# Abstract Nonsense

## Topological groups (Direct Product and Product Spaces)

Up until now we’ve discussed how the subspace topology reacts with subgroups and how the quotient topology interacts with the quotient group, it seems like a natural progression to then discuss how the product topology reacts with the direct product. So, as in the past we firstly need to verify that the two do agree, namely:

Theorem: Let $G,G'$ be topological groups. Then, $G\times G'$ is a topological group with the direct product group structure and product topology.

Proof: Clearly $G_1\times\cdots\times G_n$ is a set with both a group theoretic and topological structure and so it remains to show that the map

$\alpha:(G\times \cdots\times G_n)\times (G\times \cdots\times G_n)\to G\times \cdots\times G_n$

given by

$\alpha:\left((g_1,\cdots,g_n),(g'_1,\cdots,g'_n)\right)\mapsto (g_1{g'_1}^{-1},\cdots,g_n{g'_n}^{-1})$

is continuous. But, note that

$(G\times \cdots\times G_n)\times (G\times \cdots\times G_n)\approx (G\times G)\times\cdots\times (G_n\times G_n)$

And that

$\alpha_G\times\cdots\times \alpha_{G_n}:(G\times G)\times\cdots\times (G_n\times G_n)$

given by

$\alpha:\left((g_1,g'_1),\cdots,(g_n,g'_n)\right)\mapsto\left(g_1{g'_1}^{-1},\cdots,g_n{g'_n}^{-1}\right)$

being the product of continuous maps is continuous. The conclusion immediately follows. $\blacksquare$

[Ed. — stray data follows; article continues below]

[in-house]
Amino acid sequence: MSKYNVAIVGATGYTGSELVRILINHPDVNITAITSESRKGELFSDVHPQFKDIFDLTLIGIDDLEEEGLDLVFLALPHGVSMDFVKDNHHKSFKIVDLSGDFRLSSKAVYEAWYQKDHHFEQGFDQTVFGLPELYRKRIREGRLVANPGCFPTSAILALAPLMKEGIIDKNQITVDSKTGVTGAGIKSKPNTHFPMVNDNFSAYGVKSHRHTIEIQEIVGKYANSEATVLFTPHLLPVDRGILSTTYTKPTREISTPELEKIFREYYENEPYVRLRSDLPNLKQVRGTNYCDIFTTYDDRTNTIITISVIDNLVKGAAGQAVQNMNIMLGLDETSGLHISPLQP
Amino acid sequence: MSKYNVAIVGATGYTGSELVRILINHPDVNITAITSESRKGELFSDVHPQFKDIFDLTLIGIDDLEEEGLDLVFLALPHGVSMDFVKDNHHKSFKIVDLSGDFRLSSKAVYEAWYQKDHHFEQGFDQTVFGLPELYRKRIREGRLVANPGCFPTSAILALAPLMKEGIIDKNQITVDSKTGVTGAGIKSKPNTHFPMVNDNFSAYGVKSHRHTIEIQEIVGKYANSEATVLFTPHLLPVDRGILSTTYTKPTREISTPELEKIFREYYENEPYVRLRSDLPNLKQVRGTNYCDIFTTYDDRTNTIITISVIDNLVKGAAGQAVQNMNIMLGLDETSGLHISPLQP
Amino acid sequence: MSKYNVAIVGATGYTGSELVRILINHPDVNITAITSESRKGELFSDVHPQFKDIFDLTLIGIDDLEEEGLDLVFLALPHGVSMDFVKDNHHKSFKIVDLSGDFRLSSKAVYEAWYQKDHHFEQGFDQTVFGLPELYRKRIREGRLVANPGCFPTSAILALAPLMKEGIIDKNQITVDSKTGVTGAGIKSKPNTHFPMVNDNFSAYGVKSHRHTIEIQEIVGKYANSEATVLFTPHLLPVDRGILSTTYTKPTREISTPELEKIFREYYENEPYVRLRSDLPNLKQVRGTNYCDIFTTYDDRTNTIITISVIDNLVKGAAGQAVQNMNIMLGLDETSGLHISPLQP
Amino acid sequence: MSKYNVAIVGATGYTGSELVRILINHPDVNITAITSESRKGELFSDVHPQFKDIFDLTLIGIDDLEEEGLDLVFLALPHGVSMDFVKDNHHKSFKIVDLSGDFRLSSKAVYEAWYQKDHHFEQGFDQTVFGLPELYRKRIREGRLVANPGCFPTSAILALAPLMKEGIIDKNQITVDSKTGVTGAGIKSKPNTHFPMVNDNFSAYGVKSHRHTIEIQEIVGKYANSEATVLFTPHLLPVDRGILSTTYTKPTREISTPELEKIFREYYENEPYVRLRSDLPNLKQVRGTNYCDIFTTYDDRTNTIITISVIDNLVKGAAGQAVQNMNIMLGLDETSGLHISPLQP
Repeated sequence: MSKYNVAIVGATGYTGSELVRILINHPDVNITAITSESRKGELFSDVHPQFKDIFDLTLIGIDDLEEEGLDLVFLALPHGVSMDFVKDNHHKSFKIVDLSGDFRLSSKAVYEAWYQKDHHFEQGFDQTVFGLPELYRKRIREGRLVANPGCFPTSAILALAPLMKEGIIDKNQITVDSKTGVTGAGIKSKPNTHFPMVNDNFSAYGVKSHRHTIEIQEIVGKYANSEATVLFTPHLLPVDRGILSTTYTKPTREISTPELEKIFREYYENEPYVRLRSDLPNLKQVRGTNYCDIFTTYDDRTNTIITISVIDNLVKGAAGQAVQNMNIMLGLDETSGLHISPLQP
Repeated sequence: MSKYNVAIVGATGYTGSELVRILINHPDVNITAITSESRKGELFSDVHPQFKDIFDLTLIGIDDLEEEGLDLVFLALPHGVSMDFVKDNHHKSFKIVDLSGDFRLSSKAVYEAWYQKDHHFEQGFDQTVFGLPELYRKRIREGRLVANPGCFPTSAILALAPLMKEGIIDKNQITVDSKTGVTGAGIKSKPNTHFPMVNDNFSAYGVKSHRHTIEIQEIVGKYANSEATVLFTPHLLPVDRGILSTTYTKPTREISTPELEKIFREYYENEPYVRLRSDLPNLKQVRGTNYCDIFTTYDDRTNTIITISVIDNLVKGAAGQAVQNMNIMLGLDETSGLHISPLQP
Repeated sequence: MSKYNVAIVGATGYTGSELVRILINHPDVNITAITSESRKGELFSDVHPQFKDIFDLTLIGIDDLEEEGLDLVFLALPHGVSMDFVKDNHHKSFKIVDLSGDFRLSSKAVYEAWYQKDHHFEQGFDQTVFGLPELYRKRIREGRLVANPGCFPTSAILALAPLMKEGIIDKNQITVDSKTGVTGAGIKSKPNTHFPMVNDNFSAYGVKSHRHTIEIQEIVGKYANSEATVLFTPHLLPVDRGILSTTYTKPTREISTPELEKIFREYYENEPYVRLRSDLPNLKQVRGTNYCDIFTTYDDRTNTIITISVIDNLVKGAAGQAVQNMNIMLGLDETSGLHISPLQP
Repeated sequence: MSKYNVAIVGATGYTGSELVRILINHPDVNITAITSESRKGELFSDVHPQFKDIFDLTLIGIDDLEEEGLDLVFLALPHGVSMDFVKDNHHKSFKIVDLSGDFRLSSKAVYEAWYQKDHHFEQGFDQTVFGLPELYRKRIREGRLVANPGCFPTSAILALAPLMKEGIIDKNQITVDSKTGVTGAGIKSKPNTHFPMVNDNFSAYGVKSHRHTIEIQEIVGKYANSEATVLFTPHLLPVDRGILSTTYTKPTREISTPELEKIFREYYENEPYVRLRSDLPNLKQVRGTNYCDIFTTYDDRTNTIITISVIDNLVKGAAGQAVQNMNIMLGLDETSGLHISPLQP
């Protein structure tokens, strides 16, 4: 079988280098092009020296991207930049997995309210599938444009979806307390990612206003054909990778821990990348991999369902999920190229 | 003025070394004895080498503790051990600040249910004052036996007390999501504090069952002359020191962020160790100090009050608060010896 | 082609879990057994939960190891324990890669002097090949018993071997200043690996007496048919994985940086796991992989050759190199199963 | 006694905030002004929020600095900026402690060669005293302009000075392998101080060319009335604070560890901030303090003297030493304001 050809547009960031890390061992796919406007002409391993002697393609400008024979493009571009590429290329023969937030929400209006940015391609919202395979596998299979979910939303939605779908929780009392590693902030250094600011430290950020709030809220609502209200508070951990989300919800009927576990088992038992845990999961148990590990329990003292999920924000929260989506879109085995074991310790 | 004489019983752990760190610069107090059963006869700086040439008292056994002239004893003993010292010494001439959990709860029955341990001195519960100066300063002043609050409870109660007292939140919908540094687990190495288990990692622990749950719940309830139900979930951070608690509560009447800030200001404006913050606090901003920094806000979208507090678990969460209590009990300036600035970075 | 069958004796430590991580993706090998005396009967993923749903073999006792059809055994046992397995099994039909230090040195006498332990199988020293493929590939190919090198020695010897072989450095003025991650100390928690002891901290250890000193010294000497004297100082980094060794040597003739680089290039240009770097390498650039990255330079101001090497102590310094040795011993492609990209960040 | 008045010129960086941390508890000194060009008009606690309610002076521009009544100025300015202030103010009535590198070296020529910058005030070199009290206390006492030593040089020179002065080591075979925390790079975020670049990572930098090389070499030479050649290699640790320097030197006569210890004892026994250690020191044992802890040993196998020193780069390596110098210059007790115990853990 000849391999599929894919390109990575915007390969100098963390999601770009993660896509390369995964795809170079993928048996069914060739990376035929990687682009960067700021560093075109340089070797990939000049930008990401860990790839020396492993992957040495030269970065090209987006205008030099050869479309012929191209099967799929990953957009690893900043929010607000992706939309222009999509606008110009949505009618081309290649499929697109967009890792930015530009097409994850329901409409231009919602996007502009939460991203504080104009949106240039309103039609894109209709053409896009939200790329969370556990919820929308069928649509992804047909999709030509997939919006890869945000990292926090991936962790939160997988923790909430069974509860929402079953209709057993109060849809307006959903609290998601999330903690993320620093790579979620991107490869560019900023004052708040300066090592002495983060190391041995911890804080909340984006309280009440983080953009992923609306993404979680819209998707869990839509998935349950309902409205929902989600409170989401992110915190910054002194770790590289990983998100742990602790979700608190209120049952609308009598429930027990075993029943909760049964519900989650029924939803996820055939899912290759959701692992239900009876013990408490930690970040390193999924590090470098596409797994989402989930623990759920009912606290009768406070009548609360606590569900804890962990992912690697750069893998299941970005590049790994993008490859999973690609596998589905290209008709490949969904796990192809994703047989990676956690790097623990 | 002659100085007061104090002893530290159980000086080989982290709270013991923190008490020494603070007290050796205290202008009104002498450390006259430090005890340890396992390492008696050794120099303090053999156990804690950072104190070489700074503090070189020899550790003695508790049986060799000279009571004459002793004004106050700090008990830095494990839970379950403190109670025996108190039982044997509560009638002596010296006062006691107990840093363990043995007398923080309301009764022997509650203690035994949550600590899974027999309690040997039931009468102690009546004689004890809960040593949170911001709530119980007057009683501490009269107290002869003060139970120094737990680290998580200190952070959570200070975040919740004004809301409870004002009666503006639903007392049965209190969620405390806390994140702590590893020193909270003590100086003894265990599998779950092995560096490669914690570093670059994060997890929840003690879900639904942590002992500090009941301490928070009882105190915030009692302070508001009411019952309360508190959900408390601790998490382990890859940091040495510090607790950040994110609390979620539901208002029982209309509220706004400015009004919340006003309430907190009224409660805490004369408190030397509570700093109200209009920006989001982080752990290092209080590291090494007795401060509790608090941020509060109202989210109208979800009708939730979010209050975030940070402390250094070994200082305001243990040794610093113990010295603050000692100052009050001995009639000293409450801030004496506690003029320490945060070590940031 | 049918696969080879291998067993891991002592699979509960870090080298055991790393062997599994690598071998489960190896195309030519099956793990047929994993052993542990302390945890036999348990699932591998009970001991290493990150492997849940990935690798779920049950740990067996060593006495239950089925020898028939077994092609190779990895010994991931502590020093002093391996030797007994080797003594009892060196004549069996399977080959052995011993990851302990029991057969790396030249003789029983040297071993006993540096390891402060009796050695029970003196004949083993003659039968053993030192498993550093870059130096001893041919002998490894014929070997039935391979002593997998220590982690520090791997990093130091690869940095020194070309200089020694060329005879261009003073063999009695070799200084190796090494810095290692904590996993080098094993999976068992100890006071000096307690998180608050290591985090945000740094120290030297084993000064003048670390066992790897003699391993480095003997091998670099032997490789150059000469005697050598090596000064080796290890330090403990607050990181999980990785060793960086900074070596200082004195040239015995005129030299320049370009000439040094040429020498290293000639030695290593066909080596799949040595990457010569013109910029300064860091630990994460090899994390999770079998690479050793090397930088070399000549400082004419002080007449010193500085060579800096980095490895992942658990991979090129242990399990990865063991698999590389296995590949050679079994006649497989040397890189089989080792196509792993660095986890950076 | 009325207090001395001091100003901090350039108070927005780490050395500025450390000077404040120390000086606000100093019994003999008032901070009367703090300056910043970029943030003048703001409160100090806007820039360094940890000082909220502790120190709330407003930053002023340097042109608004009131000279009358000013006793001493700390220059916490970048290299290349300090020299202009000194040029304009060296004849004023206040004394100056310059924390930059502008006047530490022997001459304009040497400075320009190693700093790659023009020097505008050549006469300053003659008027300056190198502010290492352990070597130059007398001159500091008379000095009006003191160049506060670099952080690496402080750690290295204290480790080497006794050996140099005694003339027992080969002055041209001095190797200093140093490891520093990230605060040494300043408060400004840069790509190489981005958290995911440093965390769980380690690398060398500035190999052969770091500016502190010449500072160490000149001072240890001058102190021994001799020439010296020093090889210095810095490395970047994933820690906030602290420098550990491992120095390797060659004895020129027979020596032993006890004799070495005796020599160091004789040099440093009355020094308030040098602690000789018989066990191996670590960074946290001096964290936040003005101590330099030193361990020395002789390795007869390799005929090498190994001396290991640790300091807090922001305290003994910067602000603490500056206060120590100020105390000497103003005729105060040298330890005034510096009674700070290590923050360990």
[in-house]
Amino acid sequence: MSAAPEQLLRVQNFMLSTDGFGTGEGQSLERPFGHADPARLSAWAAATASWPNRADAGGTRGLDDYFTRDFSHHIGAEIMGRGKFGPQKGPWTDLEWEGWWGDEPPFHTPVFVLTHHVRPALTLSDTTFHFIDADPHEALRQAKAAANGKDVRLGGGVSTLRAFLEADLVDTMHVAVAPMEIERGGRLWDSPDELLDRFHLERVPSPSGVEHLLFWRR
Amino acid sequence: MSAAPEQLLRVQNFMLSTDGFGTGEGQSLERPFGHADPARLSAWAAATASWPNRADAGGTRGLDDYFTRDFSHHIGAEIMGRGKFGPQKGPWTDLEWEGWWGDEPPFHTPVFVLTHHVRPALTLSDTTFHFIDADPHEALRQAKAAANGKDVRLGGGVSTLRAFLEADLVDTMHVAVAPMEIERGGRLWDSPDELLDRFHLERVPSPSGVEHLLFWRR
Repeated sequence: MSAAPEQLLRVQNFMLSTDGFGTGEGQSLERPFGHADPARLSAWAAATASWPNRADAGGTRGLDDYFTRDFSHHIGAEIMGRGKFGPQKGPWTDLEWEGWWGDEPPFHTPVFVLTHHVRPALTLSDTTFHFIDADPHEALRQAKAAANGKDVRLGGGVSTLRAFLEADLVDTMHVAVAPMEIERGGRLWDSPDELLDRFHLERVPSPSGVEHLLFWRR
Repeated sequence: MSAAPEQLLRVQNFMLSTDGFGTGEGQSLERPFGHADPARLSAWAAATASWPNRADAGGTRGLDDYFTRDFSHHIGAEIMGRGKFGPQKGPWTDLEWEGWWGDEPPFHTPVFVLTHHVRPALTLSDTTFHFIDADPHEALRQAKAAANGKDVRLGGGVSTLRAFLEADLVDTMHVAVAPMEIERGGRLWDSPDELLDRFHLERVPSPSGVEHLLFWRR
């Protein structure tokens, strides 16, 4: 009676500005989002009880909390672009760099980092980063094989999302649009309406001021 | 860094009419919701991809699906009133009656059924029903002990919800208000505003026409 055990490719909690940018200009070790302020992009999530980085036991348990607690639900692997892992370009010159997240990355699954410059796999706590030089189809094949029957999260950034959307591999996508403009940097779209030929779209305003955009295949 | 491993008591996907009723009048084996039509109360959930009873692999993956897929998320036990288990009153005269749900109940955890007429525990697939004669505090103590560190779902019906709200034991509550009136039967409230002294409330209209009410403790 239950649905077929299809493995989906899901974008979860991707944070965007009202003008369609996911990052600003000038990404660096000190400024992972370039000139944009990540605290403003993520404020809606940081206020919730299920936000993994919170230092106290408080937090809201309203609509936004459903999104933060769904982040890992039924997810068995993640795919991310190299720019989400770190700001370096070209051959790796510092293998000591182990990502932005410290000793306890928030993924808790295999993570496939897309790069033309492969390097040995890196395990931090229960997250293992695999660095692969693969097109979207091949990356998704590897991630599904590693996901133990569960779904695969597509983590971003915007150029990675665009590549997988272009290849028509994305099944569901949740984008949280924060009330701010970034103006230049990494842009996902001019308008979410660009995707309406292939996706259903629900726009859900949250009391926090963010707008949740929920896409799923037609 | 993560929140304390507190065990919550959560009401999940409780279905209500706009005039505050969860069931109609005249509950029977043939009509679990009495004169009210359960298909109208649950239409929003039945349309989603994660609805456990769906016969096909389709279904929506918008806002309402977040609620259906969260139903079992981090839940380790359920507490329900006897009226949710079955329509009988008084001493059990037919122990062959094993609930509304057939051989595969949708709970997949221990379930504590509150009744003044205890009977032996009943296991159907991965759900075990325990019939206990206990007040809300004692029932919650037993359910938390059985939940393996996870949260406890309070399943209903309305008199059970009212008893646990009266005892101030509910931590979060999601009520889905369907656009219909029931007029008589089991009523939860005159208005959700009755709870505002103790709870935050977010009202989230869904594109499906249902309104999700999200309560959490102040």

There are canonical topological epimorphisms from $G_1\times\cdots\times G_n$ into $G_k$. Namely:

Theorem: Let

$\pi_k:G_1\times G_n\to G_k:(g_1,\cdots,g_k,\cdots,g_n)\mapsto g_k$

Then, $\pi_k$ is an open topological epimorphism.

Proof: The fact that it’s open, surjective, and continuous follows since topologically $\pi_k$ is merely the canonical projection of a product space onto it’s $k$th coordinate. Thus, it remains to show that it’s a homomorphism. But, this is a routine calculation. $\blacksquare$

Theorem: Let $\pi_k$ be as above. Then,

$\ker\pi_k=G_1\times\cdots\times\underbrace{\{e\}}_{k}\times\cdots\times G_n$

from where it follows from a previous theorem that

$\left(G_1\times\cdots\times G_n\right)/\left(G_1\times\cdots\times\{e\}\times\cdots\times\right)\overset{\text{T.G.}}{\cong}G_k$. $\blacksquare$

Now, so we can use it we should mention in passing that:

Theorem: $G_1\times\cdots\times G_n\overset{\text{T.G.}}{\cong}G_{\sigma(1)}\times\cdots\times G_{\sigma(n)}$ where $\sigma:\{1,\cdots,n\}\to\{1,\cdots,n\}$ is any bijeciton.

Proof: Obvious. $\blacksquare$

In fact, that is all I wanted to mention about them. Unfortunately the interesting stuff about the direct product of topological groups that is interesting isn’t “accessible” and would take too much time to really discuss. Thus, for once I have a post which is less than one-thousand words. Enjoy.

Advertisements

April 29, 2010 -

No comments yet.